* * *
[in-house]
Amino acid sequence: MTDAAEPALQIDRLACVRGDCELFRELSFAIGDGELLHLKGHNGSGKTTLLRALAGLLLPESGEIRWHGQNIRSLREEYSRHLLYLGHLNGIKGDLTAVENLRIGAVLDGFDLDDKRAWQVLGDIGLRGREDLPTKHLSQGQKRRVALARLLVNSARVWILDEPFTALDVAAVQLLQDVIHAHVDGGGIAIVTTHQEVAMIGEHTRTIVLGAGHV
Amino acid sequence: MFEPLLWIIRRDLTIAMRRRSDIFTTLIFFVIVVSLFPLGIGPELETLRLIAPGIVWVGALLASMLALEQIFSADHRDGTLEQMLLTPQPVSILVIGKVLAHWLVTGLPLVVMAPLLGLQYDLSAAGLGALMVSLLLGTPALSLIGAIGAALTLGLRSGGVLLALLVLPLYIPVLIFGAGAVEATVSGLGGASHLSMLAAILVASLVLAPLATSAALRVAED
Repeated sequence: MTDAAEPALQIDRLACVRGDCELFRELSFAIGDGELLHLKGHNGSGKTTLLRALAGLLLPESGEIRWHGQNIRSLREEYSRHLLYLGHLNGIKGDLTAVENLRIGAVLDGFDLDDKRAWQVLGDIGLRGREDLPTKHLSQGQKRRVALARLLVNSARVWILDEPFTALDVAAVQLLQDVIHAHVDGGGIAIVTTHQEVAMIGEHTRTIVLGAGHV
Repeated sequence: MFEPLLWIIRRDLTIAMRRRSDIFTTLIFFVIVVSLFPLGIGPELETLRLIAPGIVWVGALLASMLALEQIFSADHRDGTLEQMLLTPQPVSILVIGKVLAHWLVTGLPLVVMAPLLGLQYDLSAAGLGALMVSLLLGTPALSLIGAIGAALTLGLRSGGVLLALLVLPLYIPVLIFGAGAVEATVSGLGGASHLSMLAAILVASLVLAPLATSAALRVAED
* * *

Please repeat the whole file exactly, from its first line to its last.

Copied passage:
[in-house]
Amino acid sequence: MTDAAEPALQIDRLACVRGDCELFRELSFAIGDGELLHLKGHNGSGKTTLLRALAGLLLPESGEIRWHGQNIRSLREEYSRHLLYLGHLNGIKGDLTAVENLRIGAVLDGFDLDDKRAWQVLGDIGLRGREDLPTKHLSQGQKRRVALARLLVNSARVWILDEPFTALDVAAVQLLQDVIHAHVDGGGIAIVTTHQEVAMIGEHTRTIVLGAGHV
Amino acid sequence: MFEPLLWIIRRDLTIAMRRRSDIFTTLIFFVIVVSLFPLGIGPELETLRLIAPGIVWVGALLASMLALEQIFSADHRDGTLEQMLLTPQPVSILVIGKVLAHWLVTGLPLVVMAPLLGLQYDLSAAGLGALMVSLLLGTPALSLIGAIGAALTLGLRSGGVLLALLVLPLYIPVLIFGAGAVEATVSGLGGASHLSMLAAILVASLVLAPLATSAALRVAED
Repeated sequence: MTDAAEPALQIDRLACVRGDCELFRELSFAIGDGELLHLKGHNGSGKTTLLRALAGLLLPESGEIRWHGQNIRSLREEYSRHLLYLGHLNGIKGDLTAVENLRIGAVLDGFDLDDKRAWQVLGDIGLRGREDLPTKHLSQGQKRRVALARLLVNSARVWILDEPFTALDVAAVQLLQDVIHAHVDGGGIAIVTTHQEVAMIGEHTRTIVLGAGHV
Repeated sequence: MFEPLLWIIRRDLTIAMRRRSDIFTTLIFFVIVVSLFPLGIGPELETLRLIAPGIVWVGALLASMLALEQIFSADHRDGTLEQMLLTPQPVSILVIGKVLAHWLVTGLPLVVMAPLLGLQYDLSAAGLGALMVSLLLGTPALSLIGAIGAALTLGLRSGGVLLALLVLPLYIPVLIFGAGAVEATVSGLGGASHLSMLAAILVASLVLAPLATSAALRVAED